Dominican Republic Geography
Dominican Republic – key data
Area: 48,670 square kilometers (48,320 square kilometers of land thereof, water 350 square kilometers)
Population: 9.96 million (July 2011, CIA). About 70 percent of the population are mulattos, blacks and whites form important minorities with 15% each.
Population density: 204 people per km²
Population growth: 1.331% per year (2011, CIA)
Highest point: Pico Duarte, 3,098 m, highest mountain in the Caribbean
Lowest point: Lago Enriquillo, -46 m
Capital: Santo Domingo (2.3 million residents with suburbs, 2006)
Form of government: (Congreso de la República) consists of a House of Representatives with 150 members and a Senate with 32 members. The Dominican Republic has been independent from Haiti since February 27, 1844. the Dominican Republichas been a presidential republic since 1966, the constitution dates from the same year. The last constitutional amendment was made in 1994. The bicameral parliament
Administrative division: 31 provincias (Azua, Bahoruco, Barahona, Dajabon, Duarte, El Seibo, Elias Pina, Espaillat, Hato Mayor, Independencia, La Altagracia, La Romana, La Vega, Maria Trinidad Sanchez, Monsenor Nouel, Monte Cristi, Monte Plata, Pedernales, Peravia, Puerto Plata, Salcedo, Samana, San Cristobal, San Jose de Ocoa, San Juan, San Pedro de Macoris, Sanchez Ramirez, Santiago, Santiago Rodriguez, Santo Domingo and Valverde) as well as a distrito (Distrito Nacional).
Head of State and Government: Danilo Medina, since August 16, 2012
Language: The official language in the Dominican Republic is Spanish. English is also spoken.
Religion: Catholics are dominant at 95%. There are also minorities of Baha’i, Jews and Protestants.
Local time: CET – 5 h. There is no change from summer to winter time in the Dominican Republic.
The time difference to Central Europe is -5 hours in winter and -6 hours in summer.
International phone code: +1 (809) and +1 (829)
Mains voltage: 110 V, 60 Hz with two-pole flat plug. Adapters and transformers are required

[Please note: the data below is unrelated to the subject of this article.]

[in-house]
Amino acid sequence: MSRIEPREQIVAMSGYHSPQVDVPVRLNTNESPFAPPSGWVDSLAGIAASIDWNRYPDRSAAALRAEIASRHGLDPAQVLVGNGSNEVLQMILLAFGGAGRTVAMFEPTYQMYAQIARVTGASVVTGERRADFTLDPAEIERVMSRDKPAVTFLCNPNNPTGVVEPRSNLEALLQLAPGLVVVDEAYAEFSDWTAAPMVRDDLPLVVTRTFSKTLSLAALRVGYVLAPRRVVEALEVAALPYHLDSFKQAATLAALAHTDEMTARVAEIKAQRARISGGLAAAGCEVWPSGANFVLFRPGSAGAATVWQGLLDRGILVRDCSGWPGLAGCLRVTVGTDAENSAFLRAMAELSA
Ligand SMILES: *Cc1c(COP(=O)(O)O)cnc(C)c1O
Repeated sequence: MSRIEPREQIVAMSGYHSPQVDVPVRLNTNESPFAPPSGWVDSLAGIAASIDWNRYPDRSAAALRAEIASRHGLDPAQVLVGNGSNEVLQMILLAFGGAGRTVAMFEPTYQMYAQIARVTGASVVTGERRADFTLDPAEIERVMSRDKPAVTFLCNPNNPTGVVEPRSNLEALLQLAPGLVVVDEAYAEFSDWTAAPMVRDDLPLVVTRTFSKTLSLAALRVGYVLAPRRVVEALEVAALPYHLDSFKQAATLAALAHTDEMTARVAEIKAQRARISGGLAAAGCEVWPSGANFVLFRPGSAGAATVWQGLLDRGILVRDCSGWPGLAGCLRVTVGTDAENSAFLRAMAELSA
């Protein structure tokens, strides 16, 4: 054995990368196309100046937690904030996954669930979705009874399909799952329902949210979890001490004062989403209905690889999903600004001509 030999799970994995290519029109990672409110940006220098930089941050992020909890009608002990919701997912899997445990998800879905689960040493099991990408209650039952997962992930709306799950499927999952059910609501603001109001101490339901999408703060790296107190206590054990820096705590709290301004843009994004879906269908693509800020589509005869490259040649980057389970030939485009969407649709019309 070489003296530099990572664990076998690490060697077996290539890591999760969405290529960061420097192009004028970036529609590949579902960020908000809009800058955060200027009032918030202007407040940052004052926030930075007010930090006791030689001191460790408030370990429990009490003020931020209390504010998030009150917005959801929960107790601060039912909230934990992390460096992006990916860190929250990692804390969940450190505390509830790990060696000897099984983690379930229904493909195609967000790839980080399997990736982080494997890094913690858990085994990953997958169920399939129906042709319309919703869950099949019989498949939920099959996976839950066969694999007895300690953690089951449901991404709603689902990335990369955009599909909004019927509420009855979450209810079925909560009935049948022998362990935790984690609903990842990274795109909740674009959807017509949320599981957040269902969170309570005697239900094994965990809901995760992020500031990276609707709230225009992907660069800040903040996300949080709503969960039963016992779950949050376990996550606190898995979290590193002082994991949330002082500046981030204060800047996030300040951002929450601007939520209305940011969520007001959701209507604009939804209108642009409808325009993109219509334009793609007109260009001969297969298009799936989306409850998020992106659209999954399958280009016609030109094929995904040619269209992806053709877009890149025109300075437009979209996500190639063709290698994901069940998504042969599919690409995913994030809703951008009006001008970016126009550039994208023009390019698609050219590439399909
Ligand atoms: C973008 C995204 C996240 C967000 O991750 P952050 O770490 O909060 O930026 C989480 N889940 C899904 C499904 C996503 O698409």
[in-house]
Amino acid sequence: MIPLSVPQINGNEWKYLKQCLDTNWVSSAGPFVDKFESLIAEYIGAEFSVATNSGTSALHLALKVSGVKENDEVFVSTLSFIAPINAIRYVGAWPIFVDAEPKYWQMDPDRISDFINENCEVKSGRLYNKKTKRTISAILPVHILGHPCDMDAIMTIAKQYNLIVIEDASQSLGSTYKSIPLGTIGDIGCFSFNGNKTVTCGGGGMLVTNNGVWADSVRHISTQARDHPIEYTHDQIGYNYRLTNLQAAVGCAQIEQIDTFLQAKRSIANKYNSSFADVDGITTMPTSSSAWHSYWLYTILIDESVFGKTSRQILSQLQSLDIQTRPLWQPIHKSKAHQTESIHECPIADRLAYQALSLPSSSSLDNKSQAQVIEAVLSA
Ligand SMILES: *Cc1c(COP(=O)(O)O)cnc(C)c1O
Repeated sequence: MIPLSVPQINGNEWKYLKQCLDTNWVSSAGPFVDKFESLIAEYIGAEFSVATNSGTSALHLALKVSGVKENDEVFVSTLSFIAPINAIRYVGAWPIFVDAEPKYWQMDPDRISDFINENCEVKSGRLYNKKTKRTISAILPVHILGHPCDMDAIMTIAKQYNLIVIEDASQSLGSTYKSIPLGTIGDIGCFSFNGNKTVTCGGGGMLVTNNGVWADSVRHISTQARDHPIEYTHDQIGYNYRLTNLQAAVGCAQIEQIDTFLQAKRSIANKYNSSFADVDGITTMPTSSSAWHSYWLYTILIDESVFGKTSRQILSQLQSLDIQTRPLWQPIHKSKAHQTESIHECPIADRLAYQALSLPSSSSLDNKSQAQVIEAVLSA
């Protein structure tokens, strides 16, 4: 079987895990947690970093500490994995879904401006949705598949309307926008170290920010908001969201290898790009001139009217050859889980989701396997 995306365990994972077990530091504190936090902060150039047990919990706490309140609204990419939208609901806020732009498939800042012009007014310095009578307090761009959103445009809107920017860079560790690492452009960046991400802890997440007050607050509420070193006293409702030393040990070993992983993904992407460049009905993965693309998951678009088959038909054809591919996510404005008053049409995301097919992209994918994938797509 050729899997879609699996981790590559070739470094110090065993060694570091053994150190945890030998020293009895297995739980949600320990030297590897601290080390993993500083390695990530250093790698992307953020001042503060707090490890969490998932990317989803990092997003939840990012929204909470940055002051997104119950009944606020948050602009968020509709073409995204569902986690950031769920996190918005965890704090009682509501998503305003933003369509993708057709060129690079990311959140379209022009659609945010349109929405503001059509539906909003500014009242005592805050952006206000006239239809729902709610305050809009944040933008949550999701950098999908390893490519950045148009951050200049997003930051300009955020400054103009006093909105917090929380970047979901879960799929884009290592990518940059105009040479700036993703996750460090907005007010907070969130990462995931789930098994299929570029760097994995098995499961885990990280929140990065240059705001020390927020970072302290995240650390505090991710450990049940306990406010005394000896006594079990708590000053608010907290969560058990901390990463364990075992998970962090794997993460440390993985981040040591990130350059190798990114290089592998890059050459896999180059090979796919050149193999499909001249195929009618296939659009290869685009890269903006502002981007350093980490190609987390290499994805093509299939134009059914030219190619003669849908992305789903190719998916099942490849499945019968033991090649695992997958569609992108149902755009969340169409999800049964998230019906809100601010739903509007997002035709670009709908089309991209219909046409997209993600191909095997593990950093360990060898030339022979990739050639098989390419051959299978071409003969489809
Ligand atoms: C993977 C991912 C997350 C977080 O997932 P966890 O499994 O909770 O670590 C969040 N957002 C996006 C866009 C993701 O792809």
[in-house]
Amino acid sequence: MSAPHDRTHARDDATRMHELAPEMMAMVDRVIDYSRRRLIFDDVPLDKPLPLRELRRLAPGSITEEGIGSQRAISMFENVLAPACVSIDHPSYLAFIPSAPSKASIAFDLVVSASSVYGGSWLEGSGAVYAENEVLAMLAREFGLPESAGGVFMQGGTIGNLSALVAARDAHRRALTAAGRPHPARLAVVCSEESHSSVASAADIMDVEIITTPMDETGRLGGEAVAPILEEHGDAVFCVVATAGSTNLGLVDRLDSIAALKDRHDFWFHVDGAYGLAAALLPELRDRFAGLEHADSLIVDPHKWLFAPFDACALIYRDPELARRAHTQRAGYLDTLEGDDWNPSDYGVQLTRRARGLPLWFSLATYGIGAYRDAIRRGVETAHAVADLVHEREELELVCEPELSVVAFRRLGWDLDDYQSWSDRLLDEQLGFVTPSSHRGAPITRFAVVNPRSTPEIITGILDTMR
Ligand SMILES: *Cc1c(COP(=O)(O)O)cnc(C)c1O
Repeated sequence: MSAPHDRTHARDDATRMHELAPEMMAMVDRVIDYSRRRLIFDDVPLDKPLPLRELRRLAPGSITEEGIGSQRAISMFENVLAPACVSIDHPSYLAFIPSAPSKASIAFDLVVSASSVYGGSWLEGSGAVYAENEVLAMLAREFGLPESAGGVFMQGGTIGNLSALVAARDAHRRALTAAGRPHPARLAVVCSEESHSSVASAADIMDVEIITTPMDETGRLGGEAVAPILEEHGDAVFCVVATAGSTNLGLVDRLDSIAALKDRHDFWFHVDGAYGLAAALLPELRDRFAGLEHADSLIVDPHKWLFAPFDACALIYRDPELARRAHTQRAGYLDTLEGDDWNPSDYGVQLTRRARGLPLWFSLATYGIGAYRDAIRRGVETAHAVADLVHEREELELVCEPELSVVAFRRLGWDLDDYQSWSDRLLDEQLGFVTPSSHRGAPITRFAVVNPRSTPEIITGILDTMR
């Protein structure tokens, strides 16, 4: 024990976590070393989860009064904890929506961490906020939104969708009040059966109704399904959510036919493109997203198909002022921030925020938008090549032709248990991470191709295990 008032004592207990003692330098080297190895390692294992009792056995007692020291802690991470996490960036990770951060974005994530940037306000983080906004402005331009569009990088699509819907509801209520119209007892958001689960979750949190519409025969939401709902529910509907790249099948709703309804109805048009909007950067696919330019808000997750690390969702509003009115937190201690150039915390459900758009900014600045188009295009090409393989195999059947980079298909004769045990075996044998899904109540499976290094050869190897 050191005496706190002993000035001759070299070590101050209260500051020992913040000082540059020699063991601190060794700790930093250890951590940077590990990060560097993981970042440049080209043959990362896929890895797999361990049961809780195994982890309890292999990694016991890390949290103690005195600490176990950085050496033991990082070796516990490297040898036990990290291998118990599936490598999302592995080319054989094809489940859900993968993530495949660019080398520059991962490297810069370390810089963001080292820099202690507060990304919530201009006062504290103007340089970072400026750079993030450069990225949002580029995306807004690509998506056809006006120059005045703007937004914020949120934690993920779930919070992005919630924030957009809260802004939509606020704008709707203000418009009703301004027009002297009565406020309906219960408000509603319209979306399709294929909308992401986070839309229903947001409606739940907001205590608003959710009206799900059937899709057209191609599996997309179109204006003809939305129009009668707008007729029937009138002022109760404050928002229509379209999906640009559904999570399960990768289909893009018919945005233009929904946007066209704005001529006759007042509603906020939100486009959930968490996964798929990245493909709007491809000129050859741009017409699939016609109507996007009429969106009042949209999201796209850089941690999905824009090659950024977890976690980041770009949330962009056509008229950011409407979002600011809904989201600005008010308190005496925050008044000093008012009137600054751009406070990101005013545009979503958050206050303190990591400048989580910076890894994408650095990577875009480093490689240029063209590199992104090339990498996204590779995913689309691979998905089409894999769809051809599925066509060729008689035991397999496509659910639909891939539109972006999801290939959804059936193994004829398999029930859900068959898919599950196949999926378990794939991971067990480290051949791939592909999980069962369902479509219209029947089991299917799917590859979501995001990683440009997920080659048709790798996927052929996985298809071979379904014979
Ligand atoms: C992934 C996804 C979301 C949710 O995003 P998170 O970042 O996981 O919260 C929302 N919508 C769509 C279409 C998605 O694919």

Dominican Republic map and geography
The Caribbean island state Dominican Republic occupies the eastern two thirds of the Antilles island Hispaniola, the remaining third belongs to Haiti. The republic lies between the Atlantic in the north and the Caribbean in the south. The Dominican Republic is separated from the American island of Puerto Rico in the west by the approximately 110 km wide Mona Passage. The country extends from 17 ° to 20 ° north latitude.
the Dominican Republic is about as big as Lower Saxony and extends 400 km in a west-east and 250 km in a north-south direction.
The largely mountainous landscape (no other Caribbean islandis as mountainous as Hispanola) is covered by forest, while the valleys and plains are used for agriculture. Excellent beaches (partly framed by mountains) can be found on the north, south-east and east coasts.
According to 800zipcodes, the Dominican Republic can be divided into four regions :
The Cordillera Central in the center of the island. Here you will find the Pico Duarte (3,098 m), Loma La Pelona (3,085 m), Loma Rucilla (3,049 m) and Pico del Yaque (2,761 m) summit complexes, the highest peaks in the Caribbean. Often only the Pico Duarte is given as a separate mountain. The Loma Rucilla is most likely to qualifyas an independent mountain, it is 4.8 km from Pico Duarte and has a notch height (difference in height between a peak and the highest notch, to which you have to descend at least to reach a higher peak) of 529 m. As the second highest mountain the Caribbean is often the 43.4 km away Loma Alto de la Bandera (2,842 m) led (highest mountains in the Caribbean)
In the north of the island is the Cordillera Septentrional, the highest peak (between Puerto Plata and Santiago) reaches 1,249 m.
In the eastern region you can find the Cordillera Oriental and Costera del Caribe with a maximum height of 815 m (in the north of Higüey)
The Sierra de Baoruco is located in the southwestern part of the island, the highest point on the border with Haiti is 2,368 m.
In the tectonic subsidence area between the Cordillera Central and the Sierra de Baoruco is the 200 km² Lago Enriquillo, a salty inland lake, the surface of which is 46 m below sea level. The island is tectonically relatively turbulent, as evidenced by numerous earthquakes.
The Milwaukee Depression, located thirty kilometers off the north coast in the Puerto Rico Trench, reaches more than 9,200 m below sea level. The considerable differences in height between the peaks on the island Hispanola and the submarine lows indicate strong shifts in the earth’s crust in geologically recently towards which prove the frequent earth and Seebebe n on and near the island.
The peaks of the partially karstified mountains, criss-crossed by deep valleys, mostly have gently rounded low mountain ranges despite the great differences in altitude.
In the plains there are occasional vertisoles, which are dark, clayey soils of great natural fertility. Otherwise, red earth and red loam are common in the Dominican Republic, and shallow, stony soils in the mountains.
During a trip through the island you can get to know almost all plant communities of the tropics : from the mangrove forests on the coast to semi-deserts, thorn-bush steppes and savannahs to the evergreen rainforests and cloud forests. Due to the differences in altitude, the climatic conditions change rapidly, with it the vegetation also changes. The forests on the mountain slopes facing the northeast trade wind are most lush, while the rainfall in the depressions is usually only sufficient for cacti and other water-storing plants.